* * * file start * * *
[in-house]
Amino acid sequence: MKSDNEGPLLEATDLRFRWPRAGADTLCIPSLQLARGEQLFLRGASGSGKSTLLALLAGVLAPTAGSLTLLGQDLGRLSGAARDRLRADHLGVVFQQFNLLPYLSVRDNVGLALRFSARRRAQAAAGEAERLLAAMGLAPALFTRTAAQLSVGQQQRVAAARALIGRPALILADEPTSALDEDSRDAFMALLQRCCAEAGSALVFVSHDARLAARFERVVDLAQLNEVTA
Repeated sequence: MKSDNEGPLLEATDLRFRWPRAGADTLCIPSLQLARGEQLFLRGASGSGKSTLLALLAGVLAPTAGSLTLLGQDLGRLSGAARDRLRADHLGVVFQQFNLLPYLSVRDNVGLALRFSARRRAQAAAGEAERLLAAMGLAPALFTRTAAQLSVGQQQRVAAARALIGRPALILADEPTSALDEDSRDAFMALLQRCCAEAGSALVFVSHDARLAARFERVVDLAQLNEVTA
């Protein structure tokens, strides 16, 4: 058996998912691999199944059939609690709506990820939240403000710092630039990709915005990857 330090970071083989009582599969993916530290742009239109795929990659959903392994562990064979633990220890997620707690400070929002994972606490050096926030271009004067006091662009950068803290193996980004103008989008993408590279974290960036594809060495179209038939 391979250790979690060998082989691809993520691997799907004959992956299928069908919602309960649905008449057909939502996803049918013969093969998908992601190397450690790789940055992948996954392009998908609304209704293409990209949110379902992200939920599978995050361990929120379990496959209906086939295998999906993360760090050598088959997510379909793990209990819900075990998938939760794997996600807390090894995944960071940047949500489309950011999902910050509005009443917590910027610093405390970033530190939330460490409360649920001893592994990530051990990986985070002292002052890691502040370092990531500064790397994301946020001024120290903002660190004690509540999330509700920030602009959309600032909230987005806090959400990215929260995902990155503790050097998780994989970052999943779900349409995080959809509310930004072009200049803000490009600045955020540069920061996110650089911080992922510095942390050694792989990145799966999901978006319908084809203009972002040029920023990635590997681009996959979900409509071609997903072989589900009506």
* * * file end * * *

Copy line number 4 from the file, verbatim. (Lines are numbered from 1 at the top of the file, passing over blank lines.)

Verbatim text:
């Protein structure tokens, strides 16, 4: 058996998912691999199944059939609690709506990820939240403000710092630039990709915005990857 330090970071083989009582599969993916530290742009239109795929990659959903392994562990064979633990220890997620707690400070929002994972606490050096926030271009004067006091662009950068803290193996980004103008989008993408590279974290960036594809060495179209038939 391979250790979690060998082989691809993520691997799907004959992956299928069908919602309960649905008449057909939502996803049918013969093969998908992601190397450690790789940055992948996954392009998908609304209704293409990209949110379902992200939920599978995050361990929120379990496959209906086939295998999906993360760090050598088959997510379909793990209990819900075990998938939760794997996600807390090894995944960071940047949500489309950011999902910050509005009443917590910027610093405390970033530190939330460490409360649920001893592994990530051990990986985070002292002052890691502040370092990531500064790397994301946020001024120290903002660190004690509540999330509700920030602009959309600032909230987005806090959400990215929260995902990155503790050097998780994989970052999943779900349409995080959809509310930004072009200049803000490009600045955020540069920061996110650089911080992922510095942390050694792989990145799966999901978006319908084809203009972002040029920023990635590997681009996959979900409509071609997903072989589900009506």